This revival of popular music inspired by religion also includes Justin Bieber’s album Justice, released earlier this year. He tackles themes of faith and redemption after reconnecting with his Christianity through the Hillsong Pentecostal mega-church, after well-known battles with drug addiction and mental health issues. Bieber’s arc of redemption – from troubled reveler to married man of God – has generally been adopted, with religious communities portraying him as a shining example of the transformative power of faith.

But the stakes are different for Lil Nas X; an openly gay 22-year-old black American from the South who was raised in Christianity and catapulted to viral success more or less overnight while still a teenager. He revealed himself publicly as gay after his first country-rap single Old town road broke industry records and then defied gender norms through fashion, making him the subject of controversy and condemnation long before he began to portray religion in his music.

When he released the music video for Montero, loaded with unmistakable biblical symbolism (and most notably that scene giving the devil a lap dance), it was perhaps not surprising that it received many reactions and criticisms from conservative religious communities. By now, Lil Nas X had shown the world that he was both self-aware and deeply intentional, often using social media to generate interest and hype around his art rather than allowing himself to become a passive subject in the sphere of digital gossip.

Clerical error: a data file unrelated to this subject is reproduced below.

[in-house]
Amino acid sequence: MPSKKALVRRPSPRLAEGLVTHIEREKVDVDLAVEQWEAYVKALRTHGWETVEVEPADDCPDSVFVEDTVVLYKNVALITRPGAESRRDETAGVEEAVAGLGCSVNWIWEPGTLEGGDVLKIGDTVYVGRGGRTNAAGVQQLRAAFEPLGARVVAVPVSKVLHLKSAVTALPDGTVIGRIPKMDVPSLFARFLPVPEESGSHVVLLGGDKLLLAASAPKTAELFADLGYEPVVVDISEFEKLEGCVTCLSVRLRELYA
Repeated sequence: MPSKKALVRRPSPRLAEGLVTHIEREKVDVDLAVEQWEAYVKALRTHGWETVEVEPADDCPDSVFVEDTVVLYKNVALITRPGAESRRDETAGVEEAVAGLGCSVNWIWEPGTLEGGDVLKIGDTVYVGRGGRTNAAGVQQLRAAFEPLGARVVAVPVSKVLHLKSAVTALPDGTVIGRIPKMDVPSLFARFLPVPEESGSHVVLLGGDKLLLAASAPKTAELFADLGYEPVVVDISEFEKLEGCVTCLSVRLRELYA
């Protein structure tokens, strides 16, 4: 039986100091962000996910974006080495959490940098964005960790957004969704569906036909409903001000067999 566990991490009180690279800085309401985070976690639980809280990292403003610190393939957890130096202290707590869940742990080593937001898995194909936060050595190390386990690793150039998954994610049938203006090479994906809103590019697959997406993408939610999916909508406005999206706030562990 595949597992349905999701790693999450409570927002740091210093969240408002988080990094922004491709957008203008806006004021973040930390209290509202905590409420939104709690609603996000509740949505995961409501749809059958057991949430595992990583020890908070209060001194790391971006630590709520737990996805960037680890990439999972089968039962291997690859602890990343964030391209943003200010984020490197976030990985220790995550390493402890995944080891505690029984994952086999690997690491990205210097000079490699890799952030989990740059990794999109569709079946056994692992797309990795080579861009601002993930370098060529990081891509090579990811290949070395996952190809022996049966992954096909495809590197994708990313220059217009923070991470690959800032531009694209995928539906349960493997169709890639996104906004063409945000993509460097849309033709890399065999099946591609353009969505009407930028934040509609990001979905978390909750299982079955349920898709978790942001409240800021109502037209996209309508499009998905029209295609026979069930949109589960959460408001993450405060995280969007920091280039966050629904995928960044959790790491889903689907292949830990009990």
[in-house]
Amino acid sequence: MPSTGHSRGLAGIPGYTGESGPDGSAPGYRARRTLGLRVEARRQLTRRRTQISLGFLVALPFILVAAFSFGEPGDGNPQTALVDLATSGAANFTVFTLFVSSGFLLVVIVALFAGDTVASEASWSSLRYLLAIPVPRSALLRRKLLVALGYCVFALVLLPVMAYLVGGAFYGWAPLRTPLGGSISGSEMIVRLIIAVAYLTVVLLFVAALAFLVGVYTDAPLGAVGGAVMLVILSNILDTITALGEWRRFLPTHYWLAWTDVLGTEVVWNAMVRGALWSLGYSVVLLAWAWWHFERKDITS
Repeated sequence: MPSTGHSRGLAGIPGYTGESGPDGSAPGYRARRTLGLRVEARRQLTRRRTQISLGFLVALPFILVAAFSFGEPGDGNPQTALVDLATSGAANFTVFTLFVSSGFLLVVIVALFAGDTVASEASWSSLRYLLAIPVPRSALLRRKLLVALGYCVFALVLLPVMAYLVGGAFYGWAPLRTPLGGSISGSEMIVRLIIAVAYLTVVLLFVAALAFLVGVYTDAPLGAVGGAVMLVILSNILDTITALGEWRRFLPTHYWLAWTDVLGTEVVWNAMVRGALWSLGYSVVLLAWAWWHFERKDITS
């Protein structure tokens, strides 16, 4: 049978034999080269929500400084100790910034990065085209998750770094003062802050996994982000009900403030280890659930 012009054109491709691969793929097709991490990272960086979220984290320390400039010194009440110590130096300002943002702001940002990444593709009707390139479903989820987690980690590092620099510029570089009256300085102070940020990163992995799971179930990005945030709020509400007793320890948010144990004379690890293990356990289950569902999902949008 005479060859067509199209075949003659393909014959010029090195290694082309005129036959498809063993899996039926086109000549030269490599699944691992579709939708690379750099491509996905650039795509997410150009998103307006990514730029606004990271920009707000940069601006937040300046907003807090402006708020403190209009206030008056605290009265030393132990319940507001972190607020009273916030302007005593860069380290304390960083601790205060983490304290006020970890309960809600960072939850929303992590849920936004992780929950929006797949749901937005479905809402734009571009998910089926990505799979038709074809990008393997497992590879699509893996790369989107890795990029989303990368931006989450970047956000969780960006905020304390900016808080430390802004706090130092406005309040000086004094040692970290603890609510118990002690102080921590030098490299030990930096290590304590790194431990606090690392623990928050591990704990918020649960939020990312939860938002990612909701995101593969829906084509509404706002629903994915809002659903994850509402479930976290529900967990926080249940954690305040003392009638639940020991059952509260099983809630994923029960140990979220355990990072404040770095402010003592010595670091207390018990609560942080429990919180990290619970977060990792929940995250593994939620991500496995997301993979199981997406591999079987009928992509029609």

The Montero the video was designed to shock and push the boundaries, and it demonstrably succeeded in both purposes. Yet under surface-level shock value, the video presented medieval Christian and ancient Greek iconography in sufficient detail to arouse the interest of classical historians. The first scene depicts an account of the well-known biblical story of “original sin,” which takes place in an ethereal Garden of Eden. Lil Nas X plays a character representing Adam and Eve, or maybe Lilith; The first demonic wife of Adam who appears in Judaic mythology, as well as the serpent who is said to have tempted humans into sin. While this story is often interpreted as misogynistic due to the blame placed on Eve for original sin, Lil Nas X subverts these gender norms, and by being both the fearful and passive recipient and instigator of temptation, he play with the idea of ​​what it means to be a sinner.